Last year, a call was made for the inclusion of Africa in the B&R framework, which could make it a "One Belt, One Road, One Continent." Justin Yifu Lin, a former World Bank economist, said that infrastructure building led by China will assist Africa's economic growth. 

On January 27, 2015, China signed a Memorandum of Understanding with the African Union, which had embarked on ambitious infrastructure proposals.

Beijing is committed to assist the AU in connecting all 54 countries on the continent through upgrading transportation, and constructing modern highways, airports, and high-speed railways.

Nkosazana Dlamni-Zuma, chairman of the African Commission, said the agreement would accelerate necessary regional integration of Africa and will benefit ordinary people by skills transfer and new jobs creation.

Ahmed Haggag, chairman of the Egyptian African Association, welcomed Africa's proposed inclusion in B&R and expressed a firm belief in China's good intentions.

The regional transportation and connectivity projects have two main applications in Africa and will benefit both sides. They will help China stimulate its economy by boosting exports and utilizing its construction industry overcapacity.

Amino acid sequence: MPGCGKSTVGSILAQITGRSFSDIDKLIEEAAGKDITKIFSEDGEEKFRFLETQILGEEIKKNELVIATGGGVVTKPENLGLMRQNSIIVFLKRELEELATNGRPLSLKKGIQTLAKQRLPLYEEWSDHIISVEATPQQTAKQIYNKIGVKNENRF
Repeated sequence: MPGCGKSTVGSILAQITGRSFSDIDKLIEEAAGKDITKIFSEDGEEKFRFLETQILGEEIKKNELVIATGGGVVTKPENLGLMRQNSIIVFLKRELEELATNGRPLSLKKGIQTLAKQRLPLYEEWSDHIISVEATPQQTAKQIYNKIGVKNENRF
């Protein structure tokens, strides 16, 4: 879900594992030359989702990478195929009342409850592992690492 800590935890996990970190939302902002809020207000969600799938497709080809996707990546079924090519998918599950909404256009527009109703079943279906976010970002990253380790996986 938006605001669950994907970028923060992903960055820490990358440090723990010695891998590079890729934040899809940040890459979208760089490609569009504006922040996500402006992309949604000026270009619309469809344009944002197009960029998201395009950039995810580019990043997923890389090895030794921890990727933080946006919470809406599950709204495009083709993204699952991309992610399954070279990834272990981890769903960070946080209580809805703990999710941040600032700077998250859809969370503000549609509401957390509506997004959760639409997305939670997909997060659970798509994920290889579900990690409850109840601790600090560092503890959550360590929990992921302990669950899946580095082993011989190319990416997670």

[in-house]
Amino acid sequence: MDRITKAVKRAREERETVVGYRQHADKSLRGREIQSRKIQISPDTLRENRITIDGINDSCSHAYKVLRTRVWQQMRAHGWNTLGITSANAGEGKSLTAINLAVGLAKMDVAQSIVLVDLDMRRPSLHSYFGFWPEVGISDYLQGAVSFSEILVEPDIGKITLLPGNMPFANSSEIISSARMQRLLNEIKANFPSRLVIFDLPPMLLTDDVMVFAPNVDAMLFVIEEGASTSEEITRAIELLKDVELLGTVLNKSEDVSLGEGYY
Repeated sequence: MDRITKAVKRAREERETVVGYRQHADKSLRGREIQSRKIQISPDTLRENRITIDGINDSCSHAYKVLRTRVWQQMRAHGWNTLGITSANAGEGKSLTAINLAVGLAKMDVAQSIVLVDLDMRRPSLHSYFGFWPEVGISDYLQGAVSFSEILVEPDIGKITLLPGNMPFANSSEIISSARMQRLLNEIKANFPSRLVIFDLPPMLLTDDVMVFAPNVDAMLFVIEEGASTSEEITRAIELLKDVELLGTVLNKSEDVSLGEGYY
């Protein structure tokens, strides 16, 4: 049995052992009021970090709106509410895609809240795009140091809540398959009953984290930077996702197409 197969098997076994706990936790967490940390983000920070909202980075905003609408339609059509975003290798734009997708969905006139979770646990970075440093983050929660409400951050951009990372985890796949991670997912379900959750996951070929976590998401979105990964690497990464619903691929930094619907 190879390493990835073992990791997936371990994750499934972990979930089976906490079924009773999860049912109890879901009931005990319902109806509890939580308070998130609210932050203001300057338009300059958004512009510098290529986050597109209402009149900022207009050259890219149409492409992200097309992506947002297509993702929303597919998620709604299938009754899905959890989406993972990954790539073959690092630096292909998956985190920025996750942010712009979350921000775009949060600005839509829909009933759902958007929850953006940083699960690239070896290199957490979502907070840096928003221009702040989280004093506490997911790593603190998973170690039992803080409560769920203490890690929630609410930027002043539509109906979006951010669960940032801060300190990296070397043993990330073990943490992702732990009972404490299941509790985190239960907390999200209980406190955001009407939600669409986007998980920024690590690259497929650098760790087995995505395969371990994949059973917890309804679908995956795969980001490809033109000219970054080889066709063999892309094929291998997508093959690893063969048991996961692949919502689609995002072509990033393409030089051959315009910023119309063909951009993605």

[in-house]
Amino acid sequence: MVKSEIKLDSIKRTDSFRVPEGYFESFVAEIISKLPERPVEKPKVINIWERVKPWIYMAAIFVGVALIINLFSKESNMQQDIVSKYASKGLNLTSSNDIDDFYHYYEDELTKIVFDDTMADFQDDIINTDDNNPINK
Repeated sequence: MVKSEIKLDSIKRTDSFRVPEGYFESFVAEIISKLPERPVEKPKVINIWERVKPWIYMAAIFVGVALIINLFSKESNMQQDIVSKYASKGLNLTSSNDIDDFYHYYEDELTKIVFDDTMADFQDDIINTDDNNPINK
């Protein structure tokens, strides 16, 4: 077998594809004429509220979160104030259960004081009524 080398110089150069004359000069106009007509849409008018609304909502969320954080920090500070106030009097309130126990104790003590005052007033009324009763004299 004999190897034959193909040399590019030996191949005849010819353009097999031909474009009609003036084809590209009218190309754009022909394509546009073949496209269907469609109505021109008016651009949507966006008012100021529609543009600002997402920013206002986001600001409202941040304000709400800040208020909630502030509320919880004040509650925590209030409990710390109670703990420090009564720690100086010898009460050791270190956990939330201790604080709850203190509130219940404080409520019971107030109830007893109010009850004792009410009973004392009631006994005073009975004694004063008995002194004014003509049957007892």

Additionally, they will make it possible for China to transfer some of its manufacturing businesses to Africa, which would be a necessary step for its economic restrusturing plan, necesitated by rising costs of production in China.

Experts including Justin Yifu Lin view those as two major aspects of future Sino-African Cooperation. 

The impressive China-financed infrastructure projects completed in Africa in recent years have transformed the continet. Chinese companies have also proven they can effectively train and hire local Africans for production jobs.

Examples of such models are Hisense Electronics manufacturing in South Africa, CITIC's real estate development in Angola, and Huajian's shoe factory in Ethiopia.

Beijing's Africa strategy is to pursue infrastructure development, jobs creation, and industry transfer on the continent, whether the continent is included in B&R or not.

Inclusion in the framework, however will bring more attention, focus, funding, and momentum to such economic initiatives. It will speed up the process of African development and improve life for many ordinary Africans.